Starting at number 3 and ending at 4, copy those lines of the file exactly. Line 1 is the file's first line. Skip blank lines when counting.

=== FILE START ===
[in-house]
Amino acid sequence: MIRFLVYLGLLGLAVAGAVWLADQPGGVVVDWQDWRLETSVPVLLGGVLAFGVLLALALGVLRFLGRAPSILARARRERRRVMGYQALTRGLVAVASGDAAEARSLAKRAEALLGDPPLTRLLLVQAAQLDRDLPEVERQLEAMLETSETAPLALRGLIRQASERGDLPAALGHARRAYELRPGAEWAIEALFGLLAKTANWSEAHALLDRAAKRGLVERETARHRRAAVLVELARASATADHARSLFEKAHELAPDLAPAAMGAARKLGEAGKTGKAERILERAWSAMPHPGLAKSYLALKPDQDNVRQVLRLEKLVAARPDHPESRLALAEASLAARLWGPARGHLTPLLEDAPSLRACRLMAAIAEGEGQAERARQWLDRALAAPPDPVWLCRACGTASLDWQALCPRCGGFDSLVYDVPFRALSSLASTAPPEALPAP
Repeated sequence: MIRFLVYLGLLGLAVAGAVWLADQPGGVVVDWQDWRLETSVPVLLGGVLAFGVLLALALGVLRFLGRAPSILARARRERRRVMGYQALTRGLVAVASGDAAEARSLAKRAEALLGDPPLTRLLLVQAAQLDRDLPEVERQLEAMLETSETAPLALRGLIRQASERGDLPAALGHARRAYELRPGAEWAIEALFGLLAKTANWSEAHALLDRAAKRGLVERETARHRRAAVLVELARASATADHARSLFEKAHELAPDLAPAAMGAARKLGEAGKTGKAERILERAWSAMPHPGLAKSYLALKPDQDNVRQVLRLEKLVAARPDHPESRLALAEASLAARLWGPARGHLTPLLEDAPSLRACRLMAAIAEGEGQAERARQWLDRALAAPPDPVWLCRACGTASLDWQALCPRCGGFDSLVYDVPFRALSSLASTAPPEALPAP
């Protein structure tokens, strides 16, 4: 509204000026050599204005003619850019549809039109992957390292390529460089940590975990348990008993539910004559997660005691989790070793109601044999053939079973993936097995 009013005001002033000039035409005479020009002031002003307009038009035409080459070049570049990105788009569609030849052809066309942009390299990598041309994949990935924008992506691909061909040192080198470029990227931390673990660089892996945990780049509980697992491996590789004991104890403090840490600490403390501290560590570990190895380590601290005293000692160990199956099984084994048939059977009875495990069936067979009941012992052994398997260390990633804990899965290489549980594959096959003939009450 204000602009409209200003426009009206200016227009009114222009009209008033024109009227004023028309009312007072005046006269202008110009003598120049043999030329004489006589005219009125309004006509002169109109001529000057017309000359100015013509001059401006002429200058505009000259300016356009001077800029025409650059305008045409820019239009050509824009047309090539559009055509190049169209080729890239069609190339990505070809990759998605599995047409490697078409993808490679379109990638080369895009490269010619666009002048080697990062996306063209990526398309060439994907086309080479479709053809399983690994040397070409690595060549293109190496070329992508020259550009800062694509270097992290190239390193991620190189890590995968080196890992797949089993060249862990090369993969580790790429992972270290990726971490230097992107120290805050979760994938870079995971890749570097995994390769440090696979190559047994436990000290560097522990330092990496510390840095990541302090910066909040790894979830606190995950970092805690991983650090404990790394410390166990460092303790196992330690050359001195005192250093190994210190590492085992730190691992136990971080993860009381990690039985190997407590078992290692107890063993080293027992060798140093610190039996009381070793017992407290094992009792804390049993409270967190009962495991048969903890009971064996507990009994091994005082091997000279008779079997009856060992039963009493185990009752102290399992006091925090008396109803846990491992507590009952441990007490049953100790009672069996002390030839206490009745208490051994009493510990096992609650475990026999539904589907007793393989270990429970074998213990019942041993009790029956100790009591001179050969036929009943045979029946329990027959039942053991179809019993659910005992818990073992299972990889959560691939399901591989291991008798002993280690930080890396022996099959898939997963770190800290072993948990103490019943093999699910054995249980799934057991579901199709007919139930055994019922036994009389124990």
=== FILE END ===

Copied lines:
Repeated sequence: MIRFLVYLGLLGLAVAGAVWLADQPGGVVVDWQDWRLETSVPVLLGGVLAFGVLLALALGVLRFLGRAPSILARARRERRRVMGYQALTRGLVAVASGDAAEARSLAKRAEALLGDPPLTRLLLVQAAQLDRDLPEVERQLEAMLETSETAPLALRGLIRQASERGDLPAALGHARRAYELRPGAEWAIEALFGLLAKTANWSEAHALLDRAAKRGLVERETARHRRAAVLVELARASATADHARSLFEKAHELAPDLAPAAMGAARKLGEAGKTGKAERILERAWSAMPHPGLAKSYLALKPDQDNVRQVLRLEKLVAARPDHPESRLALAEASLAARLWGPARGHLTPLLEDAPSLRACRLMAAIAEGEGQAERARQWLDRALAAPPDPVWLCRACGTASLDWQALCPRCGGFDSLVYDVPFRALSSLASTAPPEALPAP
């Protein structure tokens, strides 16, 4: 509204000026050599204005003619850019549809039109992957390292390529460089940590975990348990008993539910004559997660005691989790070793109601044999053939079973993936097995 009013005001002033000039035409005479020009002031002003307009038009035409080459070049570049990105788009569609030849052809066309942009390299990598041309994949990935924008992506691909061909040192080198470029990227931390673990660089892996945990780049509980697992491996590789004991104890403090840490600490403390501290560590570990190895380590601290005293000692160990199956099984084994048939059977009875495990069936067979009941012992052994398997260390990633804990899965290489549980594959096959003939009450 204000602009409209200003426009009206200016227009009114222009009209008033024109009227004023028309009312007072005046006269202008110009003598120049043999030329004489006589005219009125309004006509002169109109001529000057017309000359100015013509001059401006002429200058505009000259300016356009001077800029025409650059305008045409820019239009050509824009047309090539559009055509190049169209080729890239069609190339990505070809990759998605599995047409490697078409993808490679379109990638080369895009490269010619666009002048080697990062996306063209990526398309060439994907086309080479479709053809399983690994040397070409690595060549293109190496070329992508020259550009800062694509270097992290190239390193991620190189890590995968080196890992797949089993060249862990090369993969580790790429992972270290990726971490230097992107120290805050979760994938870079995971890749570097995994390769440090696979190559047994436990000290560097522990330092990496510390840095990541302090910066909040790894979830606190995950970092805690991983650090404990790394410390166990460092303790196992330690050359001195005192250093190994210190590492085992730190691992136990971080993860009381990690039985190997407590078992290692107890063993080293027992060798140093610190039996009381070793017992407290094992009792804390049993409270967190009962495991048969903890009971064996507990009994091994005082091997000279008779079997009856060992039963009493185990009752102290399992006091925090008396109803846990491992507590009952441990007490049953100790009672069996002390030839206490009745208490051994009493510990096992609650475990026999539904589907007793393989270990429970074998213990019942041993009790029956100790009591001179050969036929009943045979029946329990027959039942053991179809019993659910005992818990073992299972990889959560691939399901591989291991008798002993280690930080890396022996099959898939997963770190800290072993948990103490019943093999699910054995249980799934057991579901199709007919139930055994019922036994009389124990």